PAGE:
The switchblade accuracy of the mid-tempo riffs in “Rotting From Inside” are a welcomed counterpart. There’s also a touch of experimentation with the passionate guitar solo on the jam-heavy outro to “In Quiet Sleep,” and the quick acoustic intro of “Zero” is immediately betrayed by a smoldering fury. Rat King have adopted more of a death metal/grindcore to the established sludge metal of their past work, and this addition is a positive one on Vicious Inhumanity.

Rating: 3.5
(Dan Marsicano)

Sleepwraith – Day Terrors (Self)

Sleepwraith’s Day Terrors dabbles in very serious topics. Depression, suicide, and personal demons are all captured in stark imagery. Vocalist Seedy Mitchell put on a showcase with a varied approach to his vocals, including cutthroat growls and emotive melodies, giving heft to the topics at hand, even with some unwieldy phrasing and a tendency to cram as many words as possible into a verse.

There’s a progressive lean to most of these songs, even if the manageable song lengths don’t make that apparent. The duo of Mitchell and Ryan Biggs handle all the instrumental work, with Mitchell handling all strings and Biggs on the drums. The two have known each other for decades, and this chemistry from life-long friends is a benefit. The middle portion of Day Terrors does stumble a bit but is held up by the strong front and back ends that make the album viable.

Rating: 3
(Dan Marsicano)

Soulseller Records

Svarttjern – Shame Is Just a Word (Soulseller)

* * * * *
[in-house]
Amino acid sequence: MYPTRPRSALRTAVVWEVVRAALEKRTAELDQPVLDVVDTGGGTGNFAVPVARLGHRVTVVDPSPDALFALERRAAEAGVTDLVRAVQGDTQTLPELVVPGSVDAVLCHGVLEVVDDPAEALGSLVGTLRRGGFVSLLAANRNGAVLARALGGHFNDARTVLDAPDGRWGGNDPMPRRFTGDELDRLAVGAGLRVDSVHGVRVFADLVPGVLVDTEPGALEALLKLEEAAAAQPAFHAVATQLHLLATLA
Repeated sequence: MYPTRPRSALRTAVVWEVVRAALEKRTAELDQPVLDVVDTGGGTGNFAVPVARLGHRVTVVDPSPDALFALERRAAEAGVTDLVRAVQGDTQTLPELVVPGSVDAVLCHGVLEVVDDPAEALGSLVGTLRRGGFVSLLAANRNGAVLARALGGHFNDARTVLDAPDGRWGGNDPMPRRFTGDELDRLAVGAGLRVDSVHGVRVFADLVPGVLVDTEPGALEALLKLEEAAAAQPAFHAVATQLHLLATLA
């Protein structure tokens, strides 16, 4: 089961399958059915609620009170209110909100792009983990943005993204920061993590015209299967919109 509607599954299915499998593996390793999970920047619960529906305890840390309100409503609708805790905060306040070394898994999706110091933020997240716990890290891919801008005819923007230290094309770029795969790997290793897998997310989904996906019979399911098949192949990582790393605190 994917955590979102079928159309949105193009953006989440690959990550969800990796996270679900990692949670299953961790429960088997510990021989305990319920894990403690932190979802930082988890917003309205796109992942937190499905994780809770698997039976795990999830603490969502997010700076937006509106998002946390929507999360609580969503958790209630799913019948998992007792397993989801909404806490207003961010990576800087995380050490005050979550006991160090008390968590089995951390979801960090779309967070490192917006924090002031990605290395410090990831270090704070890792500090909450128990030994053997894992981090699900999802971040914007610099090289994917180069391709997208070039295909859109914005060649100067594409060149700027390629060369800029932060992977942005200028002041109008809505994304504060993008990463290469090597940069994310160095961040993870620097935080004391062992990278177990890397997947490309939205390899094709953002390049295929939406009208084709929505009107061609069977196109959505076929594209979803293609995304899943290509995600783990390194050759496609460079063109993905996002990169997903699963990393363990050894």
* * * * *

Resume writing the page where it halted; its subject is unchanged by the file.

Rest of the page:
Hateful, misanthropic and aggressive. This has been the usual approach with Svarttjern‘s music, ever since they released their outstanding debut album Misanthropic Path of Madness in 2009. Eleven years later, the Norwegian quintet are back with their fifth studio album Shame is Just a Word. It is another impression of their familiar forms, but with a slight change that has given a new sound to their music.

Throughout their previous albums, Svarttjern followed the usual musical aspects of Norwegian black metal. But on Shame is Just a Word they use thrashy guitar riffs and traditional, simple compositions more than ever. They’ve even covered Exodus’ most well-known song “Bonded by Blood.” Shame is Just a Word doesn’t have anything extraordinary in it. At times it doesn’t surprise the listener, but in other occasions it does the job right. So for those who have eagerly followed Svarttjern so far, Shame is Just a Word will be a delight.

Rating: 3
(Arash Khosronejad)

Napalm Records

Victorius – Space Ninjas From Hell (Napalm)

The German power metal band Victorius have been around for 15 years or so, with Space Ninjas From Hell their fifth full-length. It tells tales of ninjas, dragongods and wizards. It’s as cheesy as you’d expect, but is a fun musical ride.

The songs are bombastic, with heavy guitars in the DragonForce mold. Tracks like “Ninjas Unite” and “Nippon Knights” add backing choruses and atmosphere along with searing guitar solos for more complex arrangements. Spoken word parts like the intro of “Wasabi Warmachine” and the entire closer “Shinobi Strike 3000” are corny, but the songs are so catchy you don’t mind. Behold the power of cheese!

Rating: 3
(Chad Bowar)

Lacerated Enemy Records

Wormhole – The Weakest Among Us (Lacerated Enemy)

Wormhole take what could be ordinary brutal death metal on The Weakest Among Us and spin it with an emphasis on the more technical side of the spectrum. There are enough slamming grooves and incomprehensible vocal bellows to placate those who only care about how ruthless the music is, while space is given for superb solo work from every instrument. They aren’t the first band to use this combination, but they are one of the few contemporary groups to do it so well.

The Weakest Among Us is a tightly crafted experience, akin to their debut, as the album doesn’t reach the 30-minute mark by its end. With a sound that keeps the pace at an elevated level, it’s to the band’s advantage that they don’t try to pad this material more than it needs to be.

Rating: 4
(Dan Marsicano)